What the Heck is an “Active Adult?”

My father turned 84 today, and he’s coming back to Baja for a scuba diving trip in La Paz six weeks from now. Yes, he was an “active adult” when he learned to scuba dive at age 60 and has been an extremely active adult doing more than 2,500 dives since that time. But, at 84, Dad would never pass muster with the intelligentsia of the senior living community industry as he’s too old to be an “active adult.” So, what is all this talk about active adults anyway?

I appreciated one of my favorite longevity thought leaders, Joseph Coughlin’s recent essay on Unicorns, Active Adults and Other Mythological Creatures. In the real estate industry, active adults are as magical as unicorns. Often in the 50-65 age range, they have lots of money and need very little attention. In other words, from a real estate developer perspective, lots of upside with limited care and servicing cost.

But, as Joe suggests, “There is a general consensus on what a unicorn looks like, less so for what is an active adult. My colleagues and students at the MIT AgeLab recently conducted virtual focus groups discussing the meaning and future of the home. Among the topics we asked older adults from across the country was what they think when they hear the phrase active adult. Much of the discussion can be captured by the response of one spirited woman. ‘Active adult?! What is that?! Isn’t being alive an active adult? I’m alive. Does that make me an active adult?’”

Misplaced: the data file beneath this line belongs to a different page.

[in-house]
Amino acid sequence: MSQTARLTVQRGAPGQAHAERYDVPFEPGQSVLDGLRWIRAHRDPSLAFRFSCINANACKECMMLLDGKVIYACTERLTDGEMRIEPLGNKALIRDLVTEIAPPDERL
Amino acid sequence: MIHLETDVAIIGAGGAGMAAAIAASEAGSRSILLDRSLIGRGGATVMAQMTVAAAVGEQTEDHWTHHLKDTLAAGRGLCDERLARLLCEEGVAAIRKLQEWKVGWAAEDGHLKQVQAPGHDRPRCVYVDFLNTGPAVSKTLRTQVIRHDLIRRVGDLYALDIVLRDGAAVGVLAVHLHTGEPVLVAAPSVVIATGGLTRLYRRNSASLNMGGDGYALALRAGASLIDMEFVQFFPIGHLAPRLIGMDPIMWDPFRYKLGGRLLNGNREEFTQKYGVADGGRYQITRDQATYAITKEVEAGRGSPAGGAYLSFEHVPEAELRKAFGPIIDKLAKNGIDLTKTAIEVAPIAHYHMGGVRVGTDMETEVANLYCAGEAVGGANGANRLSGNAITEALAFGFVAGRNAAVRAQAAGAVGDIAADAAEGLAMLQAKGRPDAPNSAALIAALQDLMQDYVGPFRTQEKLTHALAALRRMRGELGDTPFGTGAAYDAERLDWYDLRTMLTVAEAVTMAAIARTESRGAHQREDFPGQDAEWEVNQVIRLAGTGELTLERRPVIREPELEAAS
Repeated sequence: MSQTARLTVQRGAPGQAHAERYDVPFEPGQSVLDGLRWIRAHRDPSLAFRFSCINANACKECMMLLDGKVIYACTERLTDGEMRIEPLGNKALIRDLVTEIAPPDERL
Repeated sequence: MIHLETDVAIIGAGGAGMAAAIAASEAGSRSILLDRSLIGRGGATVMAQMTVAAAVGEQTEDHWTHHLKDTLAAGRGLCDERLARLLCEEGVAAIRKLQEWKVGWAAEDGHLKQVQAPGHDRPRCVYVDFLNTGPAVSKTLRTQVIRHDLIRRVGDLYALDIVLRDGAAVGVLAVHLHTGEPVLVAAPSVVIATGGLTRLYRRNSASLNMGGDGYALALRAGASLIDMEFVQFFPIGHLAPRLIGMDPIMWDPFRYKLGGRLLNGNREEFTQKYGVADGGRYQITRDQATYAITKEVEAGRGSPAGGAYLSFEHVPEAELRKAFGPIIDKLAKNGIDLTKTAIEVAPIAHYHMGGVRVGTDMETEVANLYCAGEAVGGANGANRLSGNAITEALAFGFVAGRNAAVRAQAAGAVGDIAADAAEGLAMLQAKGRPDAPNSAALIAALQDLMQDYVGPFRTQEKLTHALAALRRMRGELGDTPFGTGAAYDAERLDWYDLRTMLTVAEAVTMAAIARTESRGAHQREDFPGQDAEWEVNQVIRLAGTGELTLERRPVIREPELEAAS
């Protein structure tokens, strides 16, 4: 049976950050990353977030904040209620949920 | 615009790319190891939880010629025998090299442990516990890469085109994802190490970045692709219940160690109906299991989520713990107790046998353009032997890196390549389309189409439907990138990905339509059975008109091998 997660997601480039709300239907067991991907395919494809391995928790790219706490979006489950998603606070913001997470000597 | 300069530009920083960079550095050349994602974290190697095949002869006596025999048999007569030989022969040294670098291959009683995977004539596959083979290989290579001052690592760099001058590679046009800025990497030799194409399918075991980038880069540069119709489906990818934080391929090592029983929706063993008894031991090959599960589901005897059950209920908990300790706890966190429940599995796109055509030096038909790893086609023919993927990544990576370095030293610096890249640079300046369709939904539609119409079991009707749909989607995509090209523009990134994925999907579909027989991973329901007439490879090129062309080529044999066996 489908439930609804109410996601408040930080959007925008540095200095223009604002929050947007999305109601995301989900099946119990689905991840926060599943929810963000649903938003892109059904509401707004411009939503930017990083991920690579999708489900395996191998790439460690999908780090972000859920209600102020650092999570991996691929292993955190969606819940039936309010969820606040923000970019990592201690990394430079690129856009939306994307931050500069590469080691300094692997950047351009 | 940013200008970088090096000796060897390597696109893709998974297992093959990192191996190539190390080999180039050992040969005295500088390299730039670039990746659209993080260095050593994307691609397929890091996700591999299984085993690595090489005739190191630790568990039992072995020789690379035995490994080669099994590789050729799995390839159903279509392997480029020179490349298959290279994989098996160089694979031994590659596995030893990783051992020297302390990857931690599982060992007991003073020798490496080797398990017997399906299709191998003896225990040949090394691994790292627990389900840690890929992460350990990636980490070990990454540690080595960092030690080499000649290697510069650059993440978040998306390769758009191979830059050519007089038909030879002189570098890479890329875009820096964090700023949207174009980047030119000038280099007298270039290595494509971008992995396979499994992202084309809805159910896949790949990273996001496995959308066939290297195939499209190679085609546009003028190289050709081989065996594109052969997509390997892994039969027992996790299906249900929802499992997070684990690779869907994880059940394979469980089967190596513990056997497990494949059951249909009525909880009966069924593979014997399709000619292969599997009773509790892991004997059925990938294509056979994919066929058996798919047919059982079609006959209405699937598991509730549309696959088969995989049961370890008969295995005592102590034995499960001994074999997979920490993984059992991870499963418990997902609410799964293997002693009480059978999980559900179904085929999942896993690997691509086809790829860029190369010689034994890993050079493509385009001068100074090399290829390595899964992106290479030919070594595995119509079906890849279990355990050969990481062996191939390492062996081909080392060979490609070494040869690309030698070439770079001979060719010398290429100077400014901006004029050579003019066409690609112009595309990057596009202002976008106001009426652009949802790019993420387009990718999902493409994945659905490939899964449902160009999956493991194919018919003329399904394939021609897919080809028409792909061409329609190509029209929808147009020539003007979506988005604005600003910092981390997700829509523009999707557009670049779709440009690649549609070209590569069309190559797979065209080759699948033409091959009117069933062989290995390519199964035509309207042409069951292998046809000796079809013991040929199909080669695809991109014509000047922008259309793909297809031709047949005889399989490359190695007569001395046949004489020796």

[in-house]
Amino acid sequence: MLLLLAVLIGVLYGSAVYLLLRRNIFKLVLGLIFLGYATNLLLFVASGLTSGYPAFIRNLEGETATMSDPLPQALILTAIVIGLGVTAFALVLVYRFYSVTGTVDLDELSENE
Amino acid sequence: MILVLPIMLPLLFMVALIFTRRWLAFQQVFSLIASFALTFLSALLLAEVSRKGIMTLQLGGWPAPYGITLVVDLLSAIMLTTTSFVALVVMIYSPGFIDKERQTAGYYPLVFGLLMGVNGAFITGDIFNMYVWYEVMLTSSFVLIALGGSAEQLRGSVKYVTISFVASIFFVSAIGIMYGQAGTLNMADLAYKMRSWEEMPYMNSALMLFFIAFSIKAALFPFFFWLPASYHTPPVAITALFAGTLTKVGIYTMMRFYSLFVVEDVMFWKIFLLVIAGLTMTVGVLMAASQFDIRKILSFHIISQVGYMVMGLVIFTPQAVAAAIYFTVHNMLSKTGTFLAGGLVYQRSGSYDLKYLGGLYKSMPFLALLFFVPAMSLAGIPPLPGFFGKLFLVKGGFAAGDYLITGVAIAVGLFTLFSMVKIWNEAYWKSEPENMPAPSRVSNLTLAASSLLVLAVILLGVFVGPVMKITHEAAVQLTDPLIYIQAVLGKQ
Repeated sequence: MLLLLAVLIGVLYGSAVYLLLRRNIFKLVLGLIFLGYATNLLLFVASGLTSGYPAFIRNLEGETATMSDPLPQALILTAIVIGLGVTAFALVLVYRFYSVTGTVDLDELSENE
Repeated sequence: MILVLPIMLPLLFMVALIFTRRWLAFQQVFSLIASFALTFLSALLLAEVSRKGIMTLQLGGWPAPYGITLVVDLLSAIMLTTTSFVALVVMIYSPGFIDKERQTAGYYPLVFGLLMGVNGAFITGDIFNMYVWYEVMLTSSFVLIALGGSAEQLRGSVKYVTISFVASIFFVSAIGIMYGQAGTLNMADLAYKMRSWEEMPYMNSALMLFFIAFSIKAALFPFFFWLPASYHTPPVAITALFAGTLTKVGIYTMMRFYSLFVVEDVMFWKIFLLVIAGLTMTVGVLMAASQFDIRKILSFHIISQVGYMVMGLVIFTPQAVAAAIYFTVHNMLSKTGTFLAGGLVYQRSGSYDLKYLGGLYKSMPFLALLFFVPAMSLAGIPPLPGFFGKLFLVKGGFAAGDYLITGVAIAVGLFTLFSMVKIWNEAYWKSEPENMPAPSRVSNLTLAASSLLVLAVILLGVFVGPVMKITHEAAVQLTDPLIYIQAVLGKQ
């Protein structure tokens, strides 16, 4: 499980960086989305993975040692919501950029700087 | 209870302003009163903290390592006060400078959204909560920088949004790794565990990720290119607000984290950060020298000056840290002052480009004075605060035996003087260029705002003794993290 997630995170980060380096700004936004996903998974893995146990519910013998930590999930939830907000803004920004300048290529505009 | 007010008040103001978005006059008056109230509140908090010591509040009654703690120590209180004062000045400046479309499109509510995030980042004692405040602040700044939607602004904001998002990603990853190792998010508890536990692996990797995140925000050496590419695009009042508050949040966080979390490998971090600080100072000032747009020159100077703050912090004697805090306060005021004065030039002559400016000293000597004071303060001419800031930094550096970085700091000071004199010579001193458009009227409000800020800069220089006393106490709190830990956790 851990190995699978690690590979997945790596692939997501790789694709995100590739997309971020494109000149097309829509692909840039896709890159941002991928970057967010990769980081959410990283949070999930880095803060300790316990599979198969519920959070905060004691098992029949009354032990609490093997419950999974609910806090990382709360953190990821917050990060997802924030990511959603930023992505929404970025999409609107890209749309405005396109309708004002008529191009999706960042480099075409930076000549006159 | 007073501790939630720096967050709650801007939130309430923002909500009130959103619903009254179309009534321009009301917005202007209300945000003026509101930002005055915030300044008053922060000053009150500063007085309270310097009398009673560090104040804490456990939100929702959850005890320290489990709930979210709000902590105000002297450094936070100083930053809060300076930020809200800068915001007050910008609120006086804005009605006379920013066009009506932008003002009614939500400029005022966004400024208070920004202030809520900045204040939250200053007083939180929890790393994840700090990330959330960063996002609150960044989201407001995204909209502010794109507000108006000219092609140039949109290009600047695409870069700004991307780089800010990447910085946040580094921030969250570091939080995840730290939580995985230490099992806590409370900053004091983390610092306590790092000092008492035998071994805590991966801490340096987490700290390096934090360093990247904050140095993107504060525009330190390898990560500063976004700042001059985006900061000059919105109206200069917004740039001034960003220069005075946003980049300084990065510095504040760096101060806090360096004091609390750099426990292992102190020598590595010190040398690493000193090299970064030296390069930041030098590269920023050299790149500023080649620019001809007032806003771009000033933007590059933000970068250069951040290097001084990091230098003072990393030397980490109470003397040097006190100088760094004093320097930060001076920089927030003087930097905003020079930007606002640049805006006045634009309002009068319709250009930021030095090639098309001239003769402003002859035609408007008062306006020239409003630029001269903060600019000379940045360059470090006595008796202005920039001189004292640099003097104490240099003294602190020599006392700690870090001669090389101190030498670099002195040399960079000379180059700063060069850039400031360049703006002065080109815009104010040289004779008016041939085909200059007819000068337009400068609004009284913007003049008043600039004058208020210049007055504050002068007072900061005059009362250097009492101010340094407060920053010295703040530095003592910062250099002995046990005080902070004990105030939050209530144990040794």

What makes this tale even more interesting is that senior living developers seem to have no clue how to attract these mythical creatures, the active adults. Forty years ago, the average age when someone entered a retirement community was 65. The 1995 Housing for Older Persons Act (HOPA) allowed developers to restrict housing if they operated as a “55 or over” community. Know any 55-year-olds beating a path to Sun City? I don’t. Today, the average entry age to a retirement community is in the early 80s, and many of these folks are being forced there kicking and screaming.

Age is far less important than stage of life. What stage in life are you? Are you retreating (technically the etymology of the word “retirement”), or are you advancing in everything, including, without apologies, your age? In Spanish, the word for “retirement” is “Jubilación,” yet fewer people are feeling jubilation when they stumble upon their “retirement age.”

I don’t know about you, but I think it’s time to retire both the terms “retirement communities” and “active adults?” And as long as we’re going to do that, it’s time to develop co-working spaces in regenerative communities instead of just pools and bingo parlors? Wouldn’t you like to look out your front window and see a farm instead of a fairway? The times they are ‘a changin’, and our language and community amenities should be changing as well.

– Chip